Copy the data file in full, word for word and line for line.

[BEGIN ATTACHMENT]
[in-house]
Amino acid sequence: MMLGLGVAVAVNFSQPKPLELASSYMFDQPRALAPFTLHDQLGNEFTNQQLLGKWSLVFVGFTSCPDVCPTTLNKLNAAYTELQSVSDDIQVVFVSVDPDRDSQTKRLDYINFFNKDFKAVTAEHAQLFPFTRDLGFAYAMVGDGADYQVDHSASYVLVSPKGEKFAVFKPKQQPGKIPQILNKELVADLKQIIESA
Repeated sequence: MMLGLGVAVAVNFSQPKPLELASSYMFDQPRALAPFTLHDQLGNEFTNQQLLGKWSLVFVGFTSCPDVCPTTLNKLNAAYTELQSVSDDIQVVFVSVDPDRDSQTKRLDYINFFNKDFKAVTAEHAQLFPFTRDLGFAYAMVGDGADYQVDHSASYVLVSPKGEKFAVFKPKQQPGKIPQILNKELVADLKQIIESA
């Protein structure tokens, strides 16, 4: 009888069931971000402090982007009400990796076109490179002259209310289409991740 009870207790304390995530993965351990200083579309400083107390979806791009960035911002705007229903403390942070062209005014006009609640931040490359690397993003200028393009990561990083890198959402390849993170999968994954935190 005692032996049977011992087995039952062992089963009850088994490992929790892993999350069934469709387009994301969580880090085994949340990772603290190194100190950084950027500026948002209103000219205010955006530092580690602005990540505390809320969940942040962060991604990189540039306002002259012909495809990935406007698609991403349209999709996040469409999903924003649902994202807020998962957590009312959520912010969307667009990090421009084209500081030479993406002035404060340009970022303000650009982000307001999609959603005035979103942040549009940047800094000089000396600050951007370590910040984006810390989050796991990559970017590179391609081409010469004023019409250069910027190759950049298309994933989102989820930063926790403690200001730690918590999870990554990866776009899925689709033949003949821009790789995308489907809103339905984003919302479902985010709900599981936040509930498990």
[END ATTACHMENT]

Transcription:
[in-house]
Amino acid sequence: MMLGLGVAVAVNFSQPKPLELASSYMFDQPRALAPFTLHDQLGNEFTNQQLLGKWSLVFVGFTSCPDVCPTTLNKLNAAYTELQSVSDDIQVVFVSVDPDRDSQTKRLDYINFFNKDFKAVTAEHAQLFPFTRDLGFAYAMVGDGADYQVDHSASYVLVSPKGEKFAVFKPKQQPGKIPQILNKELVADLKQIIESA
Repeated sequence: MMLGLGVAVAVNFSQPKPLELASSYMFDQPRALAPFTLHDQLGNEFTNQQLLGKWSLVFVGFTSCPDVCPTTLNKLNAAYTELQSVSDDIQVVFVSVDPDRDSQTKRLDYINFFNKDFKAVTAEHAQLFPFTRDLGFAYAMVGDGADYQVDHSASYVLVSPKGEKFAVFKPKQQPGKIPQILNKELVADLKQIIESA
């Protein structure tokens, strides 16, 4: 009888069931971000402090982007009400990796076109490179002259209310289409991740 009870207790304390995530993965351990200083579309400083107390979806791009960035911002705007229903403390942070062209005014006009609640931040490359690397993003200028393009990561990083890198959402390849993170999968994954935190 005692032996049977011992087995039952062992089963009850088994490992929790892993999350069934469709387009994301969580880090085994949340990772603290190194100190950084950027500026948002209103000219205010955006530092580690602005990540505390809320969940942040962060991604990189540039306002002259012909495809990935406007698609991403349209999709996040469409999903924003649902994202807020998962957590009312959520912010969307667009990090421009084209500081030479993406002035404060340009970022303000650009982000307001999609959603005035979103942040549009940047800094000089000396600050951007370590910040984006810390989050796991990559970017590179391609081409010469004023019409250069910027190759950049298309994933989102989820930063926790403690200001730690918590999870990554990866776009899925689709033949003949821009790789995308489907809103339905984003919302479902985010709900599981936040509930498990």